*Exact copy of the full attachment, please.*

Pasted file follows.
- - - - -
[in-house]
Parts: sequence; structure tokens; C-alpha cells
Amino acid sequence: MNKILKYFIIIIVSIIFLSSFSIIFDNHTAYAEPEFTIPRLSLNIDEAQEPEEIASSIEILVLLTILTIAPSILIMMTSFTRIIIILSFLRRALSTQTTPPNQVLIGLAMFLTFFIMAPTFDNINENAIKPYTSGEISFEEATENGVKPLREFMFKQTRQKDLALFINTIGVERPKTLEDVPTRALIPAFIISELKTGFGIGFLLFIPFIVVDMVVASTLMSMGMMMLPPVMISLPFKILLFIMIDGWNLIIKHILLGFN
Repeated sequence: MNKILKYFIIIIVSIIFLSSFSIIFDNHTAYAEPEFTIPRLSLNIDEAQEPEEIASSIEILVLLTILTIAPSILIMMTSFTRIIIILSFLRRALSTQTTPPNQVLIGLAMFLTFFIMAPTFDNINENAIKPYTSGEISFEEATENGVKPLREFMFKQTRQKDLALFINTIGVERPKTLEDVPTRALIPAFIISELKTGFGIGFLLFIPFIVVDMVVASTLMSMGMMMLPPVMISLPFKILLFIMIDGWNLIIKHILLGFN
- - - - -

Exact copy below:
[in-house]
Parts: sequence; structure tokens; C-alpha cells
Amino acid sequence: MNKILKYFIIIIVSIIFLSSFSIIFDNHTAYAEPEFTIPRLSLNIDEAQEPEEIASSIEILVLLTILTIAPSILIMMTSFTRIIIILSFLRRALSTQTTPPNQVLIGLAMFLTFFIMAPTFDNINENAIKPYTSGEISFEEATENGVKPLREFMFKQTRQKDLALFINTIGVERPKTLEDVPTRALIPAFIISELKTGFGIGFLLFIPFIVVDMVVASTLMSMGMMMLPPVMISLPFKILLFIMIDGWNLIIKHILLGFN
Repeated sequence: MNKILKYFIIIIVSIIFLSSFSIIFDNHTAYAEPEFTIPRLSLNIDEAQEPEEIASSIEILVLLTILTIAPSILIMMTSFTRIIIILSFLRRALSTQTTPPNQVLIGLAMFLTFFIMAPTFDNINENAIKPYTSGEISFEEATENGVKPLREFMFKQTRQKDLALFINTIGVERPKTLEDVPTRALIPAFIISELKTGFGIGFLLFIPFIVVDMVVASTLMSMGMMMLPPVMISLPFKILLFIMIDGWNLIIKHILLGFN